In Italy, on January 6th, Befana Comes with Gifts for Kids for the Epiphany

“Befana” is Italian for “Epiphany”. It’s also the name of a character from an interesting legend that strongly influenced the Italian traditions for celebrating this holiday.

On their way to deliver gifts to the baby Jesus, the Three Wise Men came across a woman named Befana. They asked her to come with them, but she refused, saying she had too much housework to do. Later she realized she had made a mistake. She ran off with her broom in search of the Magi, bearing her own presents for the baby Jesus. But she never caught up to them. It’s said that Befana is still searching for the baby Jesus.

In Italy, it’s Befana, and not Santa Claus, who goes around giving gifts to all the children, in imitation of the Three Wise men bringing gifts to Jesus.

Befana looks like a friendly witch, with a mole on her face and in tattered clothes. She flies on a broom and goes down the chimneys to deliver gifts to all the children.

Here’s a nursery song children chant in Italy for La Befana in Italian and with an English translation…

La Befana vien di notte

La Befana vien di notte
con le scarpe tutte rotte
col cappello alla romana
viva viva la Befana!

The Befana Comes at Night

The Befana comes at night
In worn out shoes
Dressed like a Roman
Long live the Befana!

Happy Befana Day!


This article was posted on Tuesday, January 3rd, 2006 at 9:35 pm and is filed under Children's Songs, Countries & Cultures, Epiphany, Holiday Songs, Holidays Around the World, Italian, Italian Children's Songs, Italy, La Befana Day, La Befana Songs, La Befana vien di notte - The Befana Comes at Night, La Befana vien di notte - The Befana Comes at Night, Languages. You can follow any responses to this entry through the RSS 2.0 feed. You can skip to the end and leave a response. Pinging is currently not allowed.

16 Responses to “In Italy, on January 6th, Befana Comes with Gifts for Kids for the Epiphany”

  1. Maria Sabatino-Cabardo Says:

    Hi and Grazie for this song.
    My mom who is from Italy used to sing this to us all the time and she has now taught my 4 year old and 2 year old this legand and song but she sings a slightly different song:

    La Befana vien di notte
    con le scarpe tutte rotte
    ai bambini piccolini lascie tanti chocolatini
    ai bambini cativoni lascie cenere e carbone

    excuse my spelling it may not be correct but it is the song they sing in Roseto Valfortore, a little mountain town in Puglia

    the english would be

    The Befana comes at night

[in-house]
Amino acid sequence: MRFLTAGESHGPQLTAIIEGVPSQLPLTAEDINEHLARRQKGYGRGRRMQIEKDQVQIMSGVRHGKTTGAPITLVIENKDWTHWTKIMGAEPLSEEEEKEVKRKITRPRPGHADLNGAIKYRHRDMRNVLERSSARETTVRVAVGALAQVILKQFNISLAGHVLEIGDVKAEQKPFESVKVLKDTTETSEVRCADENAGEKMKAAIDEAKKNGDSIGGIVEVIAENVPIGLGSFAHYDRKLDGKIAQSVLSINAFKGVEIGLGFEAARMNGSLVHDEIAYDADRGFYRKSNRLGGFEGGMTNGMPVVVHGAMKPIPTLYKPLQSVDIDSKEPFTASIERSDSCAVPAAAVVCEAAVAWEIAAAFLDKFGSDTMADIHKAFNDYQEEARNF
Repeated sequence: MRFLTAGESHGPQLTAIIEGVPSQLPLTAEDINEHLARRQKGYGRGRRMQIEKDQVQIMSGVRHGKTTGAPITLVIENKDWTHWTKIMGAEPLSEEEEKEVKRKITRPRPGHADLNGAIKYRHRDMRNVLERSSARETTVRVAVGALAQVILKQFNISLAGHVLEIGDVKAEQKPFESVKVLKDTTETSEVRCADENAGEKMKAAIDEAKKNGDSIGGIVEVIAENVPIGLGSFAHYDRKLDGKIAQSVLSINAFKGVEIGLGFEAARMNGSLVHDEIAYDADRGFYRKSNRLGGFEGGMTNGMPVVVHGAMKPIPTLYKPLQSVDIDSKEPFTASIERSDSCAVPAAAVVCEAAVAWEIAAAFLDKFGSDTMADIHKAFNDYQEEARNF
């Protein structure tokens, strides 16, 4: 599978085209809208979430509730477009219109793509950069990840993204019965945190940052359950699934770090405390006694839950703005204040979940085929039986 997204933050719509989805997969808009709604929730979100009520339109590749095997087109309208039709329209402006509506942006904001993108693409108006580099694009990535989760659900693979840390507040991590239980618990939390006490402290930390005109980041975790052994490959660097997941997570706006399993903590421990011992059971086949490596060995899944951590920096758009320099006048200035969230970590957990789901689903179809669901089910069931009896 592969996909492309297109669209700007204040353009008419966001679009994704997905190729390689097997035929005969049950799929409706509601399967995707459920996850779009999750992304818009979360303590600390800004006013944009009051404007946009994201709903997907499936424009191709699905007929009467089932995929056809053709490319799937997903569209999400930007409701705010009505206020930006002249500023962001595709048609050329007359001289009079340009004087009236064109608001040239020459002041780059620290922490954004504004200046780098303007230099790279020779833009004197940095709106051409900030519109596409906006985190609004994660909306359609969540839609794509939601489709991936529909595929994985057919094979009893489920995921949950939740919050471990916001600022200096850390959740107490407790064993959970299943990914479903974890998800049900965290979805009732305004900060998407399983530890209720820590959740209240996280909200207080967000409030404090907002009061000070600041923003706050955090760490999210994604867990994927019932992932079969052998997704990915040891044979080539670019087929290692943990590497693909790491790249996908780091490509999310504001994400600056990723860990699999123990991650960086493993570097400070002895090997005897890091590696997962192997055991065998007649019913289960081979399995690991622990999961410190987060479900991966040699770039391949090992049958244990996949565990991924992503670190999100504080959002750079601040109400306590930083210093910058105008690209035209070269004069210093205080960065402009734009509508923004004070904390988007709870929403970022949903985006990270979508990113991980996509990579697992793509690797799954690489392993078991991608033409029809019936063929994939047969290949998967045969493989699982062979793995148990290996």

In worn out shoes
    To the little children she leaves a lot of little chocolates
    To the bad little children she leaves ashes and coal

    You know this is a great legand and I hope all Italians and those of Italian origan keep up the legand and teach this to our children

    I also have a little poem I saw in your site of children’s songs, about Cicerenella, this is in dilect though again, our dilect from Roseto Valfortore in Foggia

    Cicerenella teneva ‘nu gallo,
    tutta’ a’ notte ce ieva a cavallo
    E ce ieva tanto bello,
    chist’ e o gallo di Cicerenella

    Cicerenella teneva nu ciuccio
    ieva venenno cavalo e cappucce
    e venenneva tanto bello
    chist’ e o ciuccio di Cicerenella

    Cicerenella teneva na votta
    metteva pe incoppa e asceva pe sotta
    E asceva tantu bello,
    chist’ e a votta di Cicerenella

    Cincirinella aveva un gallo tutta la notte ci andava a cavallo
    E ci andava tanto bent, puesto e il gallo di Cicirinella

    Cicerenella aveva un asino, andava in giro vendendo brocolli
    e cavoli capucci. E vendeva tanto bene, questo e L’asinodi Cicerenella.

    Cicerenella aveva una bottoe, il vino che lei ci metevva di sopra uscieva di sotte
    e usciva tanto bene
    questa e l botte di cicerenella

    again excuse me for my spelling in dilect and italian. It’s 10:30 pm and i can’t see straight, running after a 2 and 4 year old.

    But thank you so much for this site, and let’s keep the Italian Heritage alive and well

    Tanti Saluti
    Maria Sabatino-Cabardo

  2. Lisa Says:

    Here’s an English translation of Cincirinella by Monique Palomares…

    Cincirinella had a rooster
    Riding a horse all night long
    And it was riding very well
    This is the rooster of Cincirinella

    Cincirinella had a donkey
    Walking around in circles selling broccoli
    And green cabbages
    And it was selling very well
    This is the donkey of Cincirinella

    Cincirinella had a cask
    The wine that he was pouring in its top (lit. putting)
    Was going out from its bottom
    And it was going out very well
    This is the cask of Cincirinella

    Thanks Monique!

  3. Lisa Says:

    Maria Sabatino-Cabardo wrote about La Befana…